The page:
For optimizing images you could try smushit.com (there’s a WordPress plugin for that, too).
CloudFlare has a lot of features like minifying HTML, CSS, and JS that you can turn on in “Cloudflare Settings” section for your website. Although, since it’s all done on-the-fly, I’m not sure if the added processing time is worth the slightly reduced file size and the resulting faster transfer.
@chadrew – the added processing time you worry about is nearly non-existent. Truly. Test for yourself with CloudFlare Settings.
I have also enabled WP Super Cache plugin PHP mode.
My blogs keep hitting CPU limit everyday. And there is downtime.
My question is, do I need WP Super Cache plugin when I have CloudFlare enabled? Both of them seem to be doing the same stuff… Are these two services messing up with my CPU time by essentially doing the same things twice, and in effect degrading my load times?
Any advice is appreciated…
I don’t know that host but perhaps your hosting is simply too little for the type of site you have. If you have any plugins that do expensive SQL queries then that may cause the problem. The cached content has to be generated at least once..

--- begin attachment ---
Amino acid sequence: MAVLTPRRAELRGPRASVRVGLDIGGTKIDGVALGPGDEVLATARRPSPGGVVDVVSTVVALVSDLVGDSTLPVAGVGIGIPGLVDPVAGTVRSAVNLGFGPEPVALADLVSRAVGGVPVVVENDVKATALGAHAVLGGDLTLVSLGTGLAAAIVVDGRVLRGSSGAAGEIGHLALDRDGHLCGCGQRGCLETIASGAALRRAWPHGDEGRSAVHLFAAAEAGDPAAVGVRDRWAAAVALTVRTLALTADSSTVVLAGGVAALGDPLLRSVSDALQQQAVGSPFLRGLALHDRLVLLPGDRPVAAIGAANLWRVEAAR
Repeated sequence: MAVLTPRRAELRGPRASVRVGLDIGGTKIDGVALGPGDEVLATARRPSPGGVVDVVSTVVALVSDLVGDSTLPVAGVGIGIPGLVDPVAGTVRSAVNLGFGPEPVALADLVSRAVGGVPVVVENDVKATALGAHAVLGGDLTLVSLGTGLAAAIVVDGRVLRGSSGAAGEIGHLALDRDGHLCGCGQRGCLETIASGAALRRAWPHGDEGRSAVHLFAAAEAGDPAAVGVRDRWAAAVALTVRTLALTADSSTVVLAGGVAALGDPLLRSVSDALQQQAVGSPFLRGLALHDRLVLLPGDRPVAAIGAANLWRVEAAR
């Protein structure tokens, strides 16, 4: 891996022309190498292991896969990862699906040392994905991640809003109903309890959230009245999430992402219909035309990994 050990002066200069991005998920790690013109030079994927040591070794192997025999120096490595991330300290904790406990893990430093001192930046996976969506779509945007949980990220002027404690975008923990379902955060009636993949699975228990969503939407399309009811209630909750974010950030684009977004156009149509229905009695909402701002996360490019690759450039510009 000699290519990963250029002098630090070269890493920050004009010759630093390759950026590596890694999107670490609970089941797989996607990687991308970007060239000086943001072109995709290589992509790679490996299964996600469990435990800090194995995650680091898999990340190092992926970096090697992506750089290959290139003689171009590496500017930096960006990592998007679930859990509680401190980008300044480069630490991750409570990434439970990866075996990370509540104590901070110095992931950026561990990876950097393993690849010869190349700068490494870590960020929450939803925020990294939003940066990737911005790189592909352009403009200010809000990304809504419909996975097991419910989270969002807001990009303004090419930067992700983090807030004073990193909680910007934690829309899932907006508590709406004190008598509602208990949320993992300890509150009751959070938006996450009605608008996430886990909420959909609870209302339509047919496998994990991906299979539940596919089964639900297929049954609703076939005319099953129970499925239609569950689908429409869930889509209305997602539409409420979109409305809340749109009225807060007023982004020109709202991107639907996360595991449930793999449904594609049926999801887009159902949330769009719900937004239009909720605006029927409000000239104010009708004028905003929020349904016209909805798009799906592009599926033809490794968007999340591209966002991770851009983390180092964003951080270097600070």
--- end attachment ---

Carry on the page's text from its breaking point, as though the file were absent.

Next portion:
I have been using cloudflare as well.. I’m about to quit since I had an issue with my site the other day. Cloudflare assumed that my PC had a virus on my laptop and when I visited my home page, I was greeted with a captcha box along with ads for hostgator and storm vps or something.
WP Supercache won’t hurt anything with CloudFlare running. They actually say to use your existing cache system, WP Super Cache, W3 Total Ect..
I get the best results using WP Super Cache, WPSCMin (Minify), DB Reloaded Fix (Cache DB Queries) and xcache plugin. On a shared host like bluehost or hostgator, you should be able to run all those plugins except the xcache plugin unless your host actually has xcache installed.
You can search the plugin section for the listed plugins. But here is the site links if u want to read the details.